The owner of Costa Mesa’s Triangle Square has been pushing the city to allow him to put digital signs outside the shopping center that he hopes will attract business and revenue.

But for many residents in Costa Mesa the signs would make a dangerous intersection only more treacherous and they worry what they call “Las Vegas style billboards” will be aesthetically unpleasing. 

The issue has popped up before the city’s Planning Commission for almost a year now.

On Monday the body will again consider the hot-button project that would allow LED advertisements at Triangle Square months after it first received an application. 

Located at Harbor Boulevard, 19th Street and the 55 freeway, the shopping venue was intended to be a hub of shopping activity, but has instead experienced a steady decline since the 1990s. 

The planned signage has been proposed as part of a development agreement between Triangle Square and the city. Accepting the application would require the adoption of a new ordinance, since the proposed square footage exceeds the city’s current limits.

As part of the agreement, Tyler Mateen is offering the city 25% of the ad revenue on a quarterly basis from the signs, starting three years after the deal is signed. Costa Mesa will have control of 10% of the annual content on the signs.

The proposed signage would install over 4,960 square feet of directional, tenant, and advertising signs at the center with hopes to increase traffic to businesses, according to the staff report.

Supporters – many of them employees or business owners at Triangle Square – praise efforts to revitalize the shopping center while creating new opportunities and jobs during the pandemic. However, opponents fear the digital signs will cause distractions for drivers.

The Planning Commission met Feb. 8 and heard from Mateen and several residents. City staff recommended the commission suggest to the City Council approval of an ordinance that would permit the proposal. 

“This hearing is the single greatest event in Triangle Square’s history, because if approved, it gives us the tools we need to cement our place as a viable entertainment center,” Mateen said at the meeting.

The matter was first brought to the Planning Commission last April, with the panel continuing the item without discussion on a 4-3 vote.

As of March 1, 692 people have signed a petition against putting up digital signs at Triangle Square.

Mateen has made adjustments to his proposal but some residents are still not happy. 

“Approving this proposal would constitute gross negligence on the part of the city and in this case a serious accident could leave the city with huge liability claims,” Joseph W. DeCarlo, a former Planning Commissioner, wrote in a letter to the body.

Along with safety concerns, some residents worry about what approving the digital signs proposal could mean for advertising in other parts of the city.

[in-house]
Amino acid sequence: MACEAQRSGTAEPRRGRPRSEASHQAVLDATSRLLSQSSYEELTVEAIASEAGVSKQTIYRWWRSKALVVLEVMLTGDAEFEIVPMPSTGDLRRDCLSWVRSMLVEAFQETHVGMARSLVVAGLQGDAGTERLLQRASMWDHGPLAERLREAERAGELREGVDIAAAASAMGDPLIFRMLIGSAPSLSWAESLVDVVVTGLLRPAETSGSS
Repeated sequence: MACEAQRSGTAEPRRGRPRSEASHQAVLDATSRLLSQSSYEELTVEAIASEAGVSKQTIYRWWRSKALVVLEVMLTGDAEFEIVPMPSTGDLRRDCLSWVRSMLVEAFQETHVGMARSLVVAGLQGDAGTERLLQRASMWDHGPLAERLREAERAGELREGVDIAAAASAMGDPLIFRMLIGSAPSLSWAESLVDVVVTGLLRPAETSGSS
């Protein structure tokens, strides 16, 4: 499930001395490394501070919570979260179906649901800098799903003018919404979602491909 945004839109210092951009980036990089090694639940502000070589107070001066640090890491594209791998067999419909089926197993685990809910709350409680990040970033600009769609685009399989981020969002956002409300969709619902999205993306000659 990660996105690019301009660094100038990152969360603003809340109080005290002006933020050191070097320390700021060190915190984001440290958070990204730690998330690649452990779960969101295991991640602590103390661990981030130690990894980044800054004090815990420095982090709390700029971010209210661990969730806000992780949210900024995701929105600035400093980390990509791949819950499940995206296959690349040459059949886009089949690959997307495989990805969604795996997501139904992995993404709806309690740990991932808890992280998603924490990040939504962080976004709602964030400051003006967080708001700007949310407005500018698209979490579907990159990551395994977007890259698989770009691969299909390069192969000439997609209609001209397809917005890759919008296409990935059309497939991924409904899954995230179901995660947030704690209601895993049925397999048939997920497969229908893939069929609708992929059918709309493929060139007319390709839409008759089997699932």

“If the development agreement is approved, nothing will prevent Metro Pointe and SoCo from revisiting their development agreements to include signs similar to the proposed Triangle Square signs,” resident Cynthia McDonald commented in an email to the commission.

Clayton Benton, general manager of the 24 Hour Fitness in the center, voiced his support for the plan at the commission’s Feb. 8 meeting.

“This will greatly help our business from a marketing and traffic perspective, as well as, add a more attractive look to the city of Costa Mesa,” Benton wrote in an email to the panel.

According to the proposal, large advertising signs would be constructed on each of Triangle Square’s three corners. 

Some commissioners expressed concern over the language used in the application, requesting clarity on revenue agreements and advertisement content that will be allowed.

“If it’s not crystal clear in the agreement, that’s something that there will be a reckoning, potentially, at some time,” Commissioner John Stephens said at the Feb. 8 meeting.

Stephens received a $249 contribution to his City Council campaign in 2020 from Mateen.

“And I think many thousands of  dollars in contributions over the years from people who have expressed opposition – members of the public – to the application,” Stephens said at the Feb. 8 meeting.

The Planning Commission voted 6-1 to continue the public hearing. Commissioner Russell Toler dissented, but could not be reached for comment.

If the panel approves the project on Monday, it will advance to the City Council for review. The public can find the meeting, which starts at 6 p.m. via Zoom, as well as archived meetings on the city’s website.

Hosam Elattar is a Voice of OC Reporting Fellow. Contact him at or on Twitter @ElattarHosam.

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